Recently it occurred to me that if I were to come back in another life I might train to be a Qualified Executive.
I had never heard the term before the last few days but people in the City have been telling me that Qualified Executives (or QEs as they are known within the square mile and not to be mixed up with the other QE, which means Quantitative Easing obviously) have recently seen a pretty significant rise in their worth.
That’s because City advisory firms that wish to become or remain nominated advisers to companies on the AIM or junior stock market need to have at least four QEs on board. And in order to become or remain a QE corporate advisers need to have acted in a lead corporate finance role on at least three relevant transactions in a three-year period.
The problem in the current market, of course, is that given the shortage of deals many even established financiers are finding it difficult to keep chalking up deals of a relevant size to be able to hang on to their QE status. And there is a shortage of advisers coming through that can quickly establish a sufficiently good track record.
So those who have managed to retain their QE status are in hot demand. One adviser told me that somebody he used to employ had nearly doubled his remuneration package through virtue of keeping his QE status. He worked at a firm that barely had the full complement of four QEs and was therefore in danger of losing its nominated adviser status and was desperate to hire him as a result.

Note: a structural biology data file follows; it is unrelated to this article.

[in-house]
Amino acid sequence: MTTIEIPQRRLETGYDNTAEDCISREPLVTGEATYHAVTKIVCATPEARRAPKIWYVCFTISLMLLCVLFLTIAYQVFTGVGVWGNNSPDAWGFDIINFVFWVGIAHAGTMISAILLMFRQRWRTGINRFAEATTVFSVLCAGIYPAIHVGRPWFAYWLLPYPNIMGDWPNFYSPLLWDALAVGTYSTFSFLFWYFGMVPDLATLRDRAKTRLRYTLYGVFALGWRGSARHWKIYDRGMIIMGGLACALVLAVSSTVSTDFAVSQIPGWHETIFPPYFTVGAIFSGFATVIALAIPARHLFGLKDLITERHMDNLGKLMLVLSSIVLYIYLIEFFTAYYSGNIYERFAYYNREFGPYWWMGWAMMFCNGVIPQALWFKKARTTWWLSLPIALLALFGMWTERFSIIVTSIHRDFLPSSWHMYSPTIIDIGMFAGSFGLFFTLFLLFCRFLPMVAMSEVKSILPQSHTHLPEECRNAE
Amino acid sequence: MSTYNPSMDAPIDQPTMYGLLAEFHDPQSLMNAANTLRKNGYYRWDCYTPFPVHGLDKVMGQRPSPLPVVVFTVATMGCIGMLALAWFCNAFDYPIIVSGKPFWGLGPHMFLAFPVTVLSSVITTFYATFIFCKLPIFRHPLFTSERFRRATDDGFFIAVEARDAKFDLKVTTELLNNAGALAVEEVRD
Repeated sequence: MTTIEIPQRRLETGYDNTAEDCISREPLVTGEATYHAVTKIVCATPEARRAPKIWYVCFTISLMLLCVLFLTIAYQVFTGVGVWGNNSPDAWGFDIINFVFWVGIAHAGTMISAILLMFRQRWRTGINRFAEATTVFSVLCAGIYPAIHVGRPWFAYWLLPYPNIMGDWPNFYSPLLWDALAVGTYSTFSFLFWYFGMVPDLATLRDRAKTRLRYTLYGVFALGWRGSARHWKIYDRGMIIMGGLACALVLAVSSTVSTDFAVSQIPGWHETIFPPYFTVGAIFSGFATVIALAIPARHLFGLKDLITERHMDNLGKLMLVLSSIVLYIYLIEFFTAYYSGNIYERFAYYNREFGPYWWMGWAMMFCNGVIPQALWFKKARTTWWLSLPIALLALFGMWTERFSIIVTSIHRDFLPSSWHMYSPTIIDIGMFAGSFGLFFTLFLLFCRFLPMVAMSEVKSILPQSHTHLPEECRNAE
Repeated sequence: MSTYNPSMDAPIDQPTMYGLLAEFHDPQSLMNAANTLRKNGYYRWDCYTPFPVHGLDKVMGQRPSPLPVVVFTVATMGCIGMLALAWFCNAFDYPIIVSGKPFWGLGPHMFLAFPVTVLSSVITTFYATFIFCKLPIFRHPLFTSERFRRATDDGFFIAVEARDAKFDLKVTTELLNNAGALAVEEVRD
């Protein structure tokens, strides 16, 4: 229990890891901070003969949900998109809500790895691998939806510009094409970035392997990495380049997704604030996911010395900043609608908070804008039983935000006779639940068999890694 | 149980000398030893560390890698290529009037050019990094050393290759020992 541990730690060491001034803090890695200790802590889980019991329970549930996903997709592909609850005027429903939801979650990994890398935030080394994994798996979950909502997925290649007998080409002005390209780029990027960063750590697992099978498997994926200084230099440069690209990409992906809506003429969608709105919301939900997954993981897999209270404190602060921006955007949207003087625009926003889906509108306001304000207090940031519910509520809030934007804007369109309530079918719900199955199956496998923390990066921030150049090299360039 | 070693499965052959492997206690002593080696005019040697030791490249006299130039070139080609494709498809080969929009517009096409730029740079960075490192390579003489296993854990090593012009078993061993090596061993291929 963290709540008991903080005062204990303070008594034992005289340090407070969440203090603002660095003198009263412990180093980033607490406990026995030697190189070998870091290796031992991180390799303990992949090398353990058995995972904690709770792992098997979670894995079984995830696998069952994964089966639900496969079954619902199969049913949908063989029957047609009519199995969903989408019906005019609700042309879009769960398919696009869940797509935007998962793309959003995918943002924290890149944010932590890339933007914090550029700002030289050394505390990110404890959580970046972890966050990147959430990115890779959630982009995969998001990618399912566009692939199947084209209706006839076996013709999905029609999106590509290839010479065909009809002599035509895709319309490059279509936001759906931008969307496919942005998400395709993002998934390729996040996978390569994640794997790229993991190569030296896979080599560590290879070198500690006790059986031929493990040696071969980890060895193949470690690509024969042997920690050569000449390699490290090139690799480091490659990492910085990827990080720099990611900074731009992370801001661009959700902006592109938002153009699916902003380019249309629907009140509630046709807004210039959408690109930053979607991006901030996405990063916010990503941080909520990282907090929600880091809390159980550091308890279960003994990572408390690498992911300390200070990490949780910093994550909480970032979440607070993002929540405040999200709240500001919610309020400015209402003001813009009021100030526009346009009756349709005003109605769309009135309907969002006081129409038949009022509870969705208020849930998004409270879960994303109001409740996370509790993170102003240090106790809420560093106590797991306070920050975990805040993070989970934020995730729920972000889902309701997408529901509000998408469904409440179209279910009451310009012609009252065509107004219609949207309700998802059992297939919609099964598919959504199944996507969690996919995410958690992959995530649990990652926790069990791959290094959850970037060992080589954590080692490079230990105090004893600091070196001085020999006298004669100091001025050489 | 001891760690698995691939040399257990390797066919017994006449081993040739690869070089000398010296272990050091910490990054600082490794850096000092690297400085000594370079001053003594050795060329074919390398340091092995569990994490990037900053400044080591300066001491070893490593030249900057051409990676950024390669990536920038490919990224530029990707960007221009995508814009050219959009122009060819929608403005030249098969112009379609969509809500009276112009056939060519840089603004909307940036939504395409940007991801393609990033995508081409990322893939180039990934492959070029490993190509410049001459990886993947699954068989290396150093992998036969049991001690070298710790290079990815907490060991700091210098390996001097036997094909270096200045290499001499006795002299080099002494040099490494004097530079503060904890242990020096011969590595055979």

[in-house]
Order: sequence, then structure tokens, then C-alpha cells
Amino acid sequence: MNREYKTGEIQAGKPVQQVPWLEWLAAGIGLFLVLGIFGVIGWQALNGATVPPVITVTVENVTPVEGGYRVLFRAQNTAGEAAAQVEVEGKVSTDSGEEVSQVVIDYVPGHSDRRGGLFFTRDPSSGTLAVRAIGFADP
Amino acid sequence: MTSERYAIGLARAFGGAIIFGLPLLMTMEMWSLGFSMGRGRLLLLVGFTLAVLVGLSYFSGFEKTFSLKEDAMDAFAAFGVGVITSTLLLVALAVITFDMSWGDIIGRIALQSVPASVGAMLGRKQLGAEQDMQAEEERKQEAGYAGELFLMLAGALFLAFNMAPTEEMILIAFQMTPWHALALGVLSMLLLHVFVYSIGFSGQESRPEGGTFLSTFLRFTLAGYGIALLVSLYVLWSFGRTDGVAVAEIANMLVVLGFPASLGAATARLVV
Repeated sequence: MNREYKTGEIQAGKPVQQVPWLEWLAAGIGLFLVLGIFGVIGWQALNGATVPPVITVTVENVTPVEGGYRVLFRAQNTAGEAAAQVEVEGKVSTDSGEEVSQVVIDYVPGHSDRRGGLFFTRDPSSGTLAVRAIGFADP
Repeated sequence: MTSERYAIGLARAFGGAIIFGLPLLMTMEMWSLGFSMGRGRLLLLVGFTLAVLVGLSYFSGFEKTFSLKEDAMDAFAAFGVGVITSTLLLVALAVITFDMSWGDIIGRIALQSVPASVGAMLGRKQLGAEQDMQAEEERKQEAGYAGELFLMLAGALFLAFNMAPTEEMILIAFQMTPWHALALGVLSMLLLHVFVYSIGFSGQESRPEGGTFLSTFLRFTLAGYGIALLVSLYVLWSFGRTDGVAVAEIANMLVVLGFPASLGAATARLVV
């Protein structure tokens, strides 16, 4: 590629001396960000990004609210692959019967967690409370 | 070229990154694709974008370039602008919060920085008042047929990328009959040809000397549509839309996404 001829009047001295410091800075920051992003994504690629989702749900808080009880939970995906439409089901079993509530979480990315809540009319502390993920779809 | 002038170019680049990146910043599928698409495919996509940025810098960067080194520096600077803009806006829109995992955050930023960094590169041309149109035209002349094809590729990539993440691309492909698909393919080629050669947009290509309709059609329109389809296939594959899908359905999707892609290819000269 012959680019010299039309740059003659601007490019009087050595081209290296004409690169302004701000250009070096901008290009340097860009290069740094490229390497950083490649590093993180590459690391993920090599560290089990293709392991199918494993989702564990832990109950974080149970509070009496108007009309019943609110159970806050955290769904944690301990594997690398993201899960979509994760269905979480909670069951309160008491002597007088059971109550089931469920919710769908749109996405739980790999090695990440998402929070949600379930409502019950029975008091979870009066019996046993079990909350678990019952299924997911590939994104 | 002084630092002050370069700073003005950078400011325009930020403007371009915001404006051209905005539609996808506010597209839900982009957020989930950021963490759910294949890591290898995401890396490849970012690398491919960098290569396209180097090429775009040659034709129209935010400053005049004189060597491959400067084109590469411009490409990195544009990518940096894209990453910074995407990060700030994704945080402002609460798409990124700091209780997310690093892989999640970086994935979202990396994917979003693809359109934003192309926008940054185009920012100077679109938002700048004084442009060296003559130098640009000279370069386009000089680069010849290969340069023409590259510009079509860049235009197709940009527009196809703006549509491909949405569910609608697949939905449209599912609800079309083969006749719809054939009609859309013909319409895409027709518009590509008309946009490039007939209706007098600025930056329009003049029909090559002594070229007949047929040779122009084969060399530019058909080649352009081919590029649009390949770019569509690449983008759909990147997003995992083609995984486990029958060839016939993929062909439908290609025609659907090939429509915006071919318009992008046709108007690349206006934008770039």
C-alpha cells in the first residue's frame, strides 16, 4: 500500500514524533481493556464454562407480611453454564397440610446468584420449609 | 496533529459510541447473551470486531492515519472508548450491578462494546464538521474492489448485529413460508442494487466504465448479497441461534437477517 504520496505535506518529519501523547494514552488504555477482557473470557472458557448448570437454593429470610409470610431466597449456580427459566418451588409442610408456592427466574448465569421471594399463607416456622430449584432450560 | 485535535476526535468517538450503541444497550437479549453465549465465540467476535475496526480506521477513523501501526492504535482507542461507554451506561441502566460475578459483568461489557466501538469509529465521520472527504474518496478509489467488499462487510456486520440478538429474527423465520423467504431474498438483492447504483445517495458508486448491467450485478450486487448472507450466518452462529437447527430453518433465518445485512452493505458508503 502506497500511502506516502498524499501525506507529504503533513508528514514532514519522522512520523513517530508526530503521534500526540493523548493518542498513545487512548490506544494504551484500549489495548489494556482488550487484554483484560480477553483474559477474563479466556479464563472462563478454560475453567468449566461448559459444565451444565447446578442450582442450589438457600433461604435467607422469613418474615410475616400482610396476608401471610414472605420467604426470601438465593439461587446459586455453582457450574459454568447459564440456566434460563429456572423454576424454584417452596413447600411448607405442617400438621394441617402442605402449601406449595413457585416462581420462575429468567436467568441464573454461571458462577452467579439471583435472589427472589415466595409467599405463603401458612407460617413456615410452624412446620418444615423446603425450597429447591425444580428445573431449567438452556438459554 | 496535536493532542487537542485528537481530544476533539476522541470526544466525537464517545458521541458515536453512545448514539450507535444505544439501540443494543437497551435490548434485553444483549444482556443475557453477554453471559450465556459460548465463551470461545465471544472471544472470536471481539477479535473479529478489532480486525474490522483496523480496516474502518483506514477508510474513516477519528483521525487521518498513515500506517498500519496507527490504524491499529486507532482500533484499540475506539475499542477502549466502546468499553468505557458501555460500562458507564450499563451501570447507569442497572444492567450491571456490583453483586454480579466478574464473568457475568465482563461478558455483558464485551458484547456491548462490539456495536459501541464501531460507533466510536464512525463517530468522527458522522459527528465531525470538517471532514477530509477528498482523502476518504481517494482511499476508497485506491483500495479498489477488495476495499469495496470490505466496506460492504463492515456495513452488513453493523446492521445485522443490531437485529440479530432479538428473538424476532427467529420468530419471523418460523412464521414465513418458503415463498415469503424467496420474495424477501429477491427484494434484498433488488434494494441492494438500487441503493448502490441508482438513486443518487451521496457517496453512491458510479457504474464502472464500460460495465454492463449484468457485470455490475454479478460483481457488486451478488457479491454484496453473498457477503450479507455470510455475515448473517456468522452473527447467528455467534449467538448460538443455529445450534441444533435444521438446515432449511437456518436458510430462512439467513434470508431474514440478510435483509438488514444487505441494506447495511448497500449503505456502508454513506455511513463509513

All good news then for the QEs but not so easy for the City advisory firms struggling not only with lower volumes of business but in this case the threat of higher costs.
The AIM markets team at the London Stock Exchange says that it is taking a sensible approach to the new circumstances and takes into account all sorts of work that QEs are undertaking, including work on floats that do not quite come off.
It is promising to be flexible on the issue – and it needs to be.
And thinking of deals that might not come off, I can not help wondering what Manchester United’s owners, the Glazer family, think they are doing trawling their float plans from continent to continent in search of investor interest.
The current plan is to raise money in the US, after plans to do the same failed in Singapore.
Now there’s nothing wrong with Manchester United as a world brand but the football business has been difficult to fund in the public markets, with earnings volatile and costs forever rising upwards.
Jefferies is lead bank on the issue, prompting one rival to quip that this was the equivalent of appointing the Scunthorpe United of the banking world to a Premier League float.
I asked Jefferies to put its case for the float but it declined. No wonder it looks to be going horribly wrong so far.